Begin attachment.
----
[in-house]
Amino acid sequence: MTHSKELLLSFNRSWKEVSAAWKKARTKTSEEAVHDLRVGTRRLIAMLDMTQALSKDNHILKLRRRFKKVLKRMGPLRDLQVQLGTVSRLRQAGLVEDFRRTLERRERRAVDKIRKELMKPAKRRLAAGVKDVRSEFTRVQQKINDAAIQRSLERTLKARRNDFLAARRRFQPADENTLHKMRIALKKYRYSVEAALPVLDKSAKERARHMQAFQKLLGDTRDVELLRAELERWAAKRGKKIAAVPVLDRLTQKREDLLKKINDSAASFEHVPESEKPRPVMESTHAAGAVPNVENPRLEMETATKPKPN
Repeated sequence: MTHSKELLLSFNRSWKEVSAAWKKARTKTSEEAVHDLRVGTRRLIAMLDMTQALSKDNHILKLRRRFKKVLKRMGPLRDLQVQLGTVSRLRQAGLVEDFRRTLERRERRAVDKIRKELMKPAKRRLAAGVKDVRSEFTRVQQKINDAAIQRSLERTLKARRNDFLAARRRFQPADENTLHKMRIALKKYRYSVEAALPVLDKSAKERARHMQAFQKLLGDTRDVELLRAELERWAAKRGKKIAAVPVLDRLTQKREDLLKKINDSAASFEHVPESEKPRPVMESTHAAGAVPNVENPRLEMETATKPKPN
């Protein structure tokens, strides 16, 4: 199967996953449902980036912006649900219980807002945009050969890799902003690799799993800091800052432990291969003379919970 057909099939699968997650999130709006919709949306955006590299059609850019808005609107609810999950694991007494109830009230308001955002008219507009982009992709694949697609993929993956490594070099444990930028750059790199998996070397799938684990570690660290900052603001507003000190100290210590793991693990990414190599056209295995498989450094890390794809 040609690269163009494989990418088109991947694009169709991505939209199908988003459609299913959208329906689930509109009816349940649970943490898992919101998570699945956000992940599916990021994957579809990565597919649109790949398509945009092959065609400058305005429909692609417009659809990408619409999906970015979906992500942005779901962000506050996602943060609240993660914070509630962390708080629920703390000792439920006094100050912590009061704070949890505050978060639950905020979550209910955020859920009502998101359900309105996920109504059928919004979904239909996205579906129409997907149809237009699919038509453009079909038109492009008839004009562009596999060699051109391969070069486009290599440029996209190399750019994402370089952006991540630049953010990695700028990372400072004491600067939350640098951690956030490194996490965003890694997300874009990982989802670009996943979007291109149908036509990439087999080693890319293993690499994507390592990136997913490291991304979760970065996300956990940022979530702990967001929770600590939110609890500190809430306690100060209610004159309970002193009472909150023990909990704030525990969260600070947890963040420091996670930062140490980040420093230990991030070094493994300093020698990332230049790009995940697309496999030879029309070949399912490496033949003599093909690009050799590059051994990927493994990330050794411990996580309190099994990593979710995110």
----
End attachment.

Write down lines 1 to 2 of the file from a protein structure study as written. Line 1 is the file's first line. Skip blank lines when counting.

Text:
[in-house]
Amino acid sequence: MTHSKELLLSFNRSWKEVSAAWKKARTKTSEEAVHDLRVGTRRLIAMLDMTQALSKDNHILKLRRRFKKVLKRMGPLRDLQVQLGTVSRLRQAGLVEDFRRTLERRERRAVDKIRKELMKPAKRRLAAGVKDVRSEFTRVQQKINDAAIQRSLERTLKARRNDFLAARRRFQPADENTLHKMRIALKKYRYSVEAALPVLDKSAKERARHMQAFQKLLGDTRDVELLRAELERWAAKRGKKIAAVPVLDRLTQKREDLLKKINDSAASFEHVPESEKPRPVMESTHAAGAVPNVENPRLEMETATKPKPN